a, Arts & Entertainment

Album Review: Death Grips – Fashion Week

What is Death Grips’ new surprise instrumental album Fashion Week? Juggling many styles and sometimes unfocused, the album itself may not even know what it is. After announcing their break-up and final album on a napkin, this is likely to be the next to last Death Grips release. The last letter of all tracks spell the name of the final album, JENNY DEATH, followed by WHEN, encapsulating how masterful Death Grips—for a reticent band that has been disdainful of media—is at provoking speculation and blog buzz about future releases. For fans of the enigmatic rap duo, this release gives great insight into the group’s creative process.
The most glaring characteristic of the album is the lack of frontman MC Ride’s drill sergeant-barking vocals—or really, any vocals at all. Death Grips’ chopped and sped-up vocal samples gave a lot of its prior releases character, but the human voice in all forms is totally absent from Fashion Week. These tracks run the gambit in quality from more disposable such as “Runway N (1),” which could be the music for a late night Adult Swim animation, to more substantial instrumental beats that have the choppy aggression of earlier Death Grips releases. Some beats, such as the abrasive alarm-like synths of “Runway E (3)” and the oddly industrial yet dancehall-esque “Runway A”, just need the yelling/rapping of MC Ride to be full-fledged quality Death Grips songs.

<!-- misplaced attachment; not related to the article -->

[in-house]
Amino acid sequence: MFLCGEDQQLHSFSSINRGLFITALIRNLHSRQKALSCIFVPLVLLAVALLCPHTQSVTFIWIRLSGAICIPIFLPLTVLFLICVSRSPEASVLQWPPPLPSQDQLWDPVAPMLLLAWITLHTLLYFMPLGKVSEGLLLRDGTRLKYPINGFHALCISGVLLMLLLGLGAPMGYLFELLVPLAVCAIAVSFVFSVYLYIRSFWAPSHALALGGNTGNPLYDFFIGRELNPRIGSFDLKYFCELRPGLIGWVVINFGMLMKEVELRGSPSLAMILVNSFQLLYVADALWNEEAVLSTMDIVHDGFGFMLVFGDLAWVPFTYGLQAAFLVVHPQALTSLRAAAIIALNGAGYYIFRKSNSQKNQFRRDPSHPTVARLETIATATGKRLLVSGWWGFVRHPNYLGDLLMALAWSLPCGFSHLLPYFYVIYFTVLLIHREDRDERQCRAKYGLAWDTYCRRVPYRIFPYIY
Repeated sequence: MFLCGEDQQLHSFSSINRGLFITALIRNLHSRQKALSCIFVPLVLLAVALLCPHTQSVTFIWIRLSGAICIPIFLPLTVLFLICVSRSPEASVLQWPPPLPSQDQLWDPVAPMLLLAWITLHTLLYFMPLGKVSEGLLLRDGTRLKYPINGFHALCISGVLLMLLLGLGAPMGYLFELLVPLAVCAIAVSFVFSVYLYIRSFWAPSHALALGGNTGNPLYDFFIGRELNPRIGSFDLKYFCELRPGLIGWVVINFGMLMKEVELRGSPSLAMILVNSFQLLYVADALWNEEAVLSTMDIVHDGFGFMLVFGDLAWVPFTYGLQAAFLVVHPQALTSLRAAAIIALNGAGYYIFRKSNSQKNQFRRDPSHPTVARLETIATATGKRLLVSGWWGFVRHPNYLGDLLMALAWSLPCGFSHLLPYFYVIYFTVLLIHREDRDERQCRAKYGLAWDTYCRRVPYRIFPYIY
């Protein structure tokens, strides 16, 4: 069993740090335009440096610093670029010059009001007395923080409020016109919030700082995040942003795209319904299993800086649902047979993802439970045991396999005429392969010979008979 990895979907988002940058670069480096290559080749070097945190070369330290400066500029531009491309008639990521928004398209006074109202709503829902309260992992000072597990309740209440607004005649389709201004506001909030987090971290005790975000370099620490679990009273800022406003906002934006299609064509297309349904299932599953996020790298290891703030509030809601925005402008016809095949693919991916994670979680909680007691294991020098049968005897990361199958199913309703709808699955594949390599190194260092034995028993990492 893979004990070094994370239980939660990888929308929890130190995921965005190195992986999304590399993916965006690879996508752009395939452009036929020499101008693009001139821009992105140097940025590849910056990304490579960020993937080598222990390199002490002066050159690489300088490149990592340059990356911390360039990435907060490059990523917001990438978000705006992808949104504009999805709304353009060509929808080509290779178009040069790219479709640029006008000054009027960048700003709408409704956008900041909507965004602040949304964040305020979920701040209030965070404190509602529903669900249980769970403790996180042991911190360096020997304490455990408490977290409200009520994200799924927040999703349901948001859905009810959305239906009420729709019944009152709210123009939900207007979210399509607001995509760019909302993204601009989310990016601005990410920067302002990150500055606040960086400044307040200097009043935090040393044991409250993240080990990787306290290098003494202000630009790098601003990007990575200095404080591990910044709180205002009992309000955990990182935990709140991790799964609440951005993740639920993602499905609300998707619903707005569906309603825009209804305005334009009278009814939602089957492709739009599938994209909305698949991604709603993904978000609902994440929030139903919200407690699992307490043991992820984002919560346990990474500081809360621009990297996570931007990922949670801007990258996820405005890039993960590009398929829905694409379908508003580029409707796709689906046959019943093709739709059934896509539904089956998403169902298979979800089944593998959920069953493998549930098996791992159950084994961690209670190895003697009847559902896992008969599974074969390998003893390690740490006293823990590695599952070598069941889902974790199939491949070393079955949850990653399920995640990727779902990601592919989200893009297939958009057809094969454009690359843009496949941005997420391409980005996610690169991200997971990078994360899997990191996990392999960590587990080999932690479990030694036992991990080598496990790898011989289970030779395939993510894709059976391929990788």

Death Grips does get creative though, filling the void left by the vocals: “Runway N (2)” is built on an aggressive, throbbing guitar line that propels the track in the absence of MC Ride, and “Runway H’s” cathartic use of guitar strangely recalls some of Deerhoof’s brightest and best guitar lines.
Although the album seems three-quarters formed and inaccessible for new listeners, fans and dedicated listeners will enjoy the variety of tracks and textures. A few may even have the courage to play MC Ride and rap over some tracks.

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